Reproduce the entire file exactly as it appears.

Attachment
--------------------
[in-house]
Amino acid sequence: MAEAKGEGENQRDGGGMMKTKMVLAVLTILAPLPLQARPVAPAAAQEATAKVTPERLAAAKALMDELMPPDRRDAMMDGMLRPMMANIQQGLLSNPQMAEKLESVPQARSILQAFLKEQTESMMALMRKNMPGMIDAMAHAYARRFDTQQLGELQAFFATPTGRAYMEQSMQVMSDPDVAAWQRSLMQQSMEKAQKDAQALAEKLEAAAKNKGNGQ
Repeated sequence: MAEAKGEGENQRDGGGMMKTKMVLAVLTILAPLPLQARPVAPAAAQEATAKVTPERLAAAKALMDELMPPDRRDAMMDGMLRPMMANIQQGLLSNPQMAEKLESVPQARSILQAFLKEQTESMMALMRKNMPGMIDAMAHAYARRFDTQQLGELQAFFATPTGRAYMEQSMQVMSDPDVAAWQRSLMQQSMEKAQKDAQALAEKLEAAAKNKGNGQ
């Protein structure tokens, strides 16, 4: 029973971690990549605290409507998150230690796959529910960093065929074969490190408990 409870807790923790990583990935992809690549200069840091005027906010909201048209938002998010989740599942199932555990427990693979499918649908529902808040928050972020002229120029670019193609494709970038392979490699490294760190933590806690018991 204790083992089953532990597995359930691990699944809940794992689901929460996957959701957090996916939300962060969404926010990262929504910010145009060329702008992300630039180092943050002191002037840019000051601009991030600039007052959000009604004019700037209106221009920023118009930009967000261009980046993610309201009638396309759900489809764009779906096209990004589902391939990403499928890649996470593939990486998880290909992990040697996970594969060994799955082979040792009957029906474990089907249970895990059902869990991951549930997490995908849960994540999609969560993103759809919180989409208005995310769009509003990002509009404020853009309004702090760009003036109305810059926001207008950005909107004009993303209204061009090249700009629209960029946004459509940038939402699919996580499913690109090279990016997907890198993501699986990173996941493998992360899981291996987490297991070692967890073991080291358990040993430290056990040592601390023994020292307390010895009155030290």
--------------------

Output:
[in-house]
Amino acid sequence: MAEAKGEGENQRDGGGMMKTKMVLAVLTILAPLPLQARPVAPAAAQEATAKVTPERLAAAKALMDELMPPDRRDAMMDGMLRPMMANIQQGLLSNPQMAEKLESVPQARSILQAFLKEQTESMMALMRKNMPGMIDAMAHAYARRFDTQQLGELQAFFATPTGRAYMEQSMQVMSDPDVAAWQRSLMQQSMEKAQKDAQALAEKLEAAAKNKGNGQ
Repeated sequence: MAEAKGEGENQRDGGGMMKTKMVLAVLTILAPLPLQARPVAPAAAQEATAKVTPERLAAAKALMDELMPPDRRDAMMDGMLRPMMANIQQGLLSNPQMAEKLESVPQARSILQAFLKEQTESMMALMRKNMPGMIDAMAHAYARRFDTQQLGELQAFFATPTGRAYMEQSMQVMSDPDVAAWQRSLMQQSMEKAQKDAQALAEKLEAAAKNKGNGQ
């Protein structure tokens, strides 16, 4: 029973971690990549605290409507998150230690796959529910960093065929074969490190408990 409870807790923790990583990935992809690549200069840091005027906010909201048209938002998010989740599942199932555990427990693979499918649908529902808040928050972020002229120029670019193609494709970038392979490699490294760190933590806690018991 204790083992089953532990597995359930691990699944809940794992689901929460996957959701957090996916939300962060969404926010990262929504910010145009060329702008992300630039180092943050002191002037840019000051601009991030600039007052959000009604004019700037209106221009920023118009930009967000261009980046993610309201009638396309759900489809764009779906096209990004589902391939990403499928890649996470593939990486998880290909992990040697996970594969060994799955082979040792009957029906474990089907249970895990059902869990991951549930997490995908849960994540999609969560993103759809919180989409208005995310769009509003990002509009404020853009309004702090760009003036109305810059926001207008950005909107004009993303209204061009090249700009629209960029946004459509940038939402699919996580499913690109090279990016997907890198993501699986990173996941493998992360899981291996987490297991070692967890073991080291358990040993430290056990040592601390023994020292307390010895009155030290």